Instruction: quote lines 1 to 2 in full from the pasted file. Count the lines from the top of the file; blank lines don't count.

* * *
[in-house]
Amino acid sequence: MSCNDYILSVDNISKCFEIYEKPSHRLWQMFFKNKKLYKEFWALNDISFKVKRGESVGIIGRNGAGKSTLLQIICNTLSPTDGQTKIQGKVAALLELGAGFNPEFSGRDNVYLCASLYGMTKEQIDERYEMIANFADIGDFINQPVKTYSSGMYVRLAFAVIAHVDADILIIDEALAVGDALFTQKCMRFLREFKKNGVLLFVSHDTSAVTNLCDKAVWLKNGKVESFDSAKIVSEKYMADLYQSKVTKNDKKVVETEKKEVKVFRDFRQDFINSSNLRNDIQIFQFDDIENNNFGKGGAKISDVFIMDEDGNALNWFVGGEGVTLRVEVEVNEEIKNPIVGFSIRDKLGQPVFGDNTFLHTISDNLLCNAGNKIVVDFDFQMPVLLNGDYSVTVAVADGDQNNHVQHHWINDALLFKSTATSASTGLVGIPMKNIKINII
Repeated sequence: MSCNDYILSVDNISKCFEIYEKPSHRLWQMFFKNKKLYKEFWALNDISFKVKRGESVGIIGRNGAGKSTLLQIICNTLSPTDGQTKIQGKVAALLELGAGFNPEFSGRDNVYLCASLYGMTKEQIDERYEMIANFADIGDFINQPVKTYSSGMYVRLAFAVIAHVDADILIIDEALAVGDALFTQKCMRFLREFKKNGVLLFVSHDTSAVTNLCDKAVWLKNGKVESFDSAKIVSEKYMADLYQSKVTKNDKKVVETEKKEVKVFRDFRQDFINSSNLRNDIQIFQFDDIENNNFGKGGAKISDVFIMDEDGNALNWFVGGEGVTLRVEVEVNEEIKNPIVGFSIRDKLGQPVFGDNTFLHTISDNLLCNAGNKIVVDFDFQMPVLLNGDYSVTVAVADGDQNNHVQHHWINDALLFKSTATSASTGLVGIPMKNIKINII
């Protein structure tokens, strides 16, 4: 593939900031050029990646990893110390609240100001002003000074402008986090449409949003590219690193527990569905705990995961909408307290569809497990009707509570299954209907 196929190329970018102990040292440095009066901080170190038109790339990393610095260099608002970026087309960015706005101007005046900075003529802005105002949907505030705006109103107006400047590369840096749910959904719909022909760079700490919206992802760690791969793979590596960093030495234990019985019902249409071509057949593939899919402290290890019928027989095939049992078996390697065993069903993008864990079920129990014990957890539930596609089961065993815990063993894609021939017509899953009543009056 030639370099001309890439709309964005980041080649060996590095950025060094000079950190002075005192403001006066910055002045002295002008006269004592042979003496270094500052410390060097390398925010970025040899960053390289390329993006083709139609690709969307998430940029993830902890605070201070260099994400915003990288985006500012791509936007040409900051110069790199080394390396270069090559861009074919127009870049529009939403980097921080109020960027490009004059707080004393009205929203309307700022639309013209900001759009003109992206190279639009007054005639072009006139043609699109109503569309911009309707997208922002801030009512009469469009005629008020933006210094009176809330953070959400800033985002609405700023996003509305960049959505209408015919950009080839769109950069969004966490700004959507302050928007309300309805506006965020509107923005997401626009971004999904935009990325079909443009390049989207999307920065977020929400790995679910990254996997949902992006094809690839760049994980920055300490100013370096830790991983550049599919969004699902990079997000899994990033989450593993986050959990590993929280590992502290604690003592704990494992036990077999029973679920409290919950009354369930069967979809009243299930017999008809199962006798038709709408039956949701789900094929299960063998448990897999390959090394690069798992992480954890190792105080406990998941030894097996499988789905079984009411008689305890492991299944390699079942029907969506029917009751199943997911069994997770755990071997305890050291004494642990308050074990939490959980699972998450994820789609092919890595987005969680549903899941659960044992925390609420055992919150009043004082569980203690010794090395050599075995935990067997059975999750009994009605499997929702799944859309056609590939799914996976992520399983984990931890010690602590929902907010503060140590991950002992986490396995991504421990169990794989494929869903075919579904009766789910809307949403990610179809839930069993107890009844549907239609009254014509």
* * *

[in-house]
Amino acid sequence: MSCNDYILSVDNISKCFEIYEKPSHRLWQMFFKNKKLYKEFWALNDISFKVKRGESVGIIGRNGAGKSTLLQIICNTLSPTDGQTKIQGKVAALLELGAGFNPEFSGRDNVYLCASLYGMTKEQIDERYEMIANFADIGDFINQPVKTYSSGMYVRLAFAVIAHVDADILIIDEALAVGDALFTQKCMRFLREFKKNGVLLFVSHDTSAVTNLCDKAVWLKNGKVESFDSAKIVSEKYMADLYQSKVTKNDKKVVETEKKEVKVFRDFRQDFINSSNLRNDIQIFQFDDIENNNFGKGGAKISDVFIMDEDGNALNWFVGGEGVTLRVEVEVNEEIKNPIVGFSIRDKLGQPVFGDNTFLHTISDNLLCNAGNKIVVDFDFQMPVLLNGDYSVTVAVADGDQNNHVQHHWINDALLFKSTATSASTGLVGIPMKNIKINII